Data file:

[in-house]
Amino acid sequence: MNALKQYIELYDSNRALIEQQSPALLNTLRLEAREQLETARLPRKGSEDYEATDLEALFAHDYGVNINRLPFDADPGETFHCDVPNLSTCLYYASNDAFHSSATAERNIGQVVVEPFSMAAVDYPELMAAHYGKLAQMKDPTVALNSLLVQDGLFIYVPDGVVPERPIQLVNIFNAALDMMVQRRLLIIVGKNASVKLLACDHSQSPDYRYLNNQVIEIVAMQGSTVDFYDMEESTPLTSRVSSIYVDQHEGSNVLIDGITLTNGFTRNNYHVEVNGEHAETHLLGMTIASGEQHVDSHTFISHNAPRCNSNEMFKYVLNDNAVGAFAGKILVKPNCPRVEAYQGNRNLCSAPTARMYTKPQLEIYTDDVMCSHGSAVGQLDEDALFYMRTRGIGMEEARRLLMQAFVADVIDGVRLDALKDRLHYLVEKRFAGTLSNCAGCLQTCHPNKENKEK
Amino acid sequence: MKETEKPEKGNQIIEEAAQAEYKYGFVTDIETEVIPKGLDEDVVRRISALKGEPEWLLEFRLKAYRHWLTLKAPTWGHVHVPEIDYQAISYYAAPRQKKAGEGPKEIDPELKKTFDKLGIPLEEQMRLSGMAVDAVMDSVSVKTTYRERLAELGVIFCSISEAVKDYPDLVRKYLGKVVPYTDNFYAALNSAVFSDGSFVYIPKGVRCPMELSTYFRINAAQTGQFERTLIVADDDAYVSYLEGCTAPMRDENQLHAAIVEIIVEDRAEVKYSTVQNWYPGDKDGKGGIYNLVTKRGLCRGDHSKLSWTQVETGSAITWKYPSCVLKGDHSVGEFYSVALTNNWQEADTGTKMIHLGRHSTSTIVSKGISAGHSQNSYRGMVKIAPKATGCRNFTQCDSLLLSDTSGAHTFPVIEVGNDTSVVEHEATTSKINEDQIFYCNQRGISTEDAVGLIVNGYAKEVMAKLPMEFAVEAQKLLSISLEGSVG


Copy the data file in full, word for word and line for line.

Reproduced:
[in-house]
Amino acid sequence: MNALKQYIELYDSNRALIEQQSPALLNTLRLEAREQLETARLPRKGSEDYEATDLEALFAHDYGVNINRLPFDADPGETFHCDVPNLSTCLYYASNDAFHSSATAERNIGQVVVEPFSMAAVDYPELMAAHYGKLAQMKDPTVALNSLLVQDGLFIYVPDGVVPERPIQLVNIFNAALDMMVQRRLLIIVGKNASVKLLACDHSQSPDYRYLNNQVIEIVAMQGSTVDFYDMEESTPLTSRVSSIYVDQHEGSNVLIDGITLTNGFTRNNYHVEVNGEHAETHLLGMTIASGEQHVDSHTFISHNAPRCNSNEMFKYVLNDNAVGAFAGKILVKPNCPRVEAYQGNRNLCSAPTARMYTKPQLEIYTDDVMCSHGSAVGQLDEDALFYMRTRGIGMEEARRLLMQAFVADVIDGVRLDALKDRLHYLVEKRFAGTLSNCAGCLQTCHPNKENKEK
Amino acid sequence: MKETEKPEKGNQIIEEAAQAEYKYGFVTDIETEVIPKGLDEDVVRRISALKGEPEWLLEFRLKAYRHWLTLKAPTWGHVHVPEIDYQAISYYAAPRQKKAGEGPKEIDPELKKTFDKLGIPLEEQMRLSGMAVDAVMDSVSVKTTYRERLAELGVIFCSISEAVKDYPDLVRKYLGKVVPYTDNFYAALNSAVFSDGSFVYIPKGVRCPMELSTYFRINAAQTGQFERTLIVADDDAYVSYLEGCTAPMRDENQLHAAIVEIIVEDRAEVKYSTVQNWYPGDKDGKGGIYNLVTKRGLCRGDHSKLSWTQVETGSAITWKYPSCVLKGDHSVGEFYSVALTNNWQEADTGTKMIHLGRHSTSTIVSKGISAGHSQNSYRGMVKIAPKATGCRNFTQCDSLLLSDTSGAHTFPVIEVGNDTSVVEHEATTSKINEDQIFYCNQRGISTEDAVGLIVNGYAKEVMAKLPMEFAVEAQKLLSISLEGSVG